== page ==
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No Evidence Use of SEP-1 Bundle Ups Survival in Sepsis

Last Updated: February 21, 2018.

For adults with sepsis, use of the Severe Sepsis and Septic Shock Early Management Bundle or its hemodynamic interventions is not associated with improved survival, according to a review published online Feb. 19 in the Annals of Internal Medicine.

WEDNESDAY, Feb. 21, 2018 (HealthDay News) -- For adults with sepsis, use of the Severe Sepsis and Septic Shock Early Management Bundle (SEP-1) or its hemodynamic interventions is not associated with improved survival, according to a review published online Feb. 19 in the Annals of Internal Medicine.

Dominique J. Pepper, M.B.Ch.B., M.D., from the National Institutes of Health in Bethesda, Md., and colleagues conducted a systematic review to examine whether moderate- or high-level evidence shows that use of the entire SEP-1 bundle or its hemodynamic interventions (including serial lactate measurements; a fluid infusion of 30 mL/kg of body weight; and assessment of volume status and tissue perfusion with a focused examination, bedside cardiovascular ultrasonography, or fluid responsiveness testing) improves survival among adults with sepsis. Twenty studies met the inclusion criteria.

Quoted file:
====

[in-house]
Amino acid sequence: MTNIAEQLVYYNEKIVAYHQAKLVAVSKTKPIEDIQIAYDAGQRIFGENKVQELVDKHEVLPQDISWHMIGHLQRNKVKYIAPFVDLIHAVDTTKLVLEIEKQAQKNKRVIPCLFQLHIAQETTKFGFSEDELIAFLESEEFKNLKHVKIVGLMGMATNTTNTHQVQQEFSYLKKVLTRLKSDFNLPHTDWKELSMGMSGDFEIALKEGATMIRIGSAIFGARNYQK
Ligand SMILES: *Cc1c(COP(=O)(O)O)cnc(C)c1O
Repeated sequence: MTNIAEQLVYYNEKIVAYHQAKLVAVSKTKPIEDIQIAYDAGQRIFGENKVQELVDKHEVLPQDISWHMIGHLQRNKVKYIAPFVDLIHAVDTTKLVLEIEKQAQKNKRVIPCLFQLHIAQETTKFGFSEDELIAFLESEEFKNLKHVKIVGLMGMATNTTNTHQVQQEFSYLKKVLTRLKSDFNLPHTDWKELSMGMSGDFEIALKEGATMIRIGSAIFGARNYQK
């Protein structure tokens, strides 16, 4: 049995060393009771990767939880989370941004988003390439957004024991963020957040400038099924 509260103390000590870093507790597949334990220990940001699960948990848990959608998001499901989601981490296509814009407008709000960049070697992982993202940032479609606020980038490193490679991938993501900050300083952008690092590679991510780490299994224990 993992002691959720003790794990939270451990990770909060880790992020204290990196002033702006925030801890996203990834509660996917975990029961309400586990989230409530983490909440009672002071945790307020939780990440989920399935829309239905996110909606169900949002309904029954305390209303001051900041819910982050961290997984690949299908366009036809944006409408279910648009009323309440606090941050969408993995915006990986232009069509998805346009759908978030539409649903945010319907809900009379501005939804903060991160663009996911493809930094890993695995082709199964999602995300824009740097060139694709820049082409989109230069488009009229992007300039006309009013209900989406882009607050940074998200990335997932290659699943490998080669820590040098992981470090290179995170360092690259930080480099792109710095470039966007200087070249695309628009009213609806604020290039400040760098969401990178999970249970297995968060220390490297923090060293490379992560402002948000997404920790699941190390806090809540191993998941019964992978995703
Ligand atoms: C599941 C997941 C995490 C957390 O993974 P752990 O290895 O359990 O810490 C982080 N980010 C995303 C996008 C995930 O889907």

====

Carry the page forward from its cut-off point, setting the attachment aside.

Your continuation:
The researchers found that in one single-center observational study, lower in-hospital mortality was reported after implementation of the SEP-1 bundle. Increased survival was seen with serial lactate measurement or 30-mL/kg fluid infusions based on data from 16 studies (two randomized and 14 observational). Of the 17 studies, none were free of confounders or at low risk of bias. Fluid responsiveness testing did not alter survival in three randomized trials.

"No high- or moderate-level evidence shows that SEP-1 or its hemodynamic interventions improve survival in adults with sepsis," the authors write.

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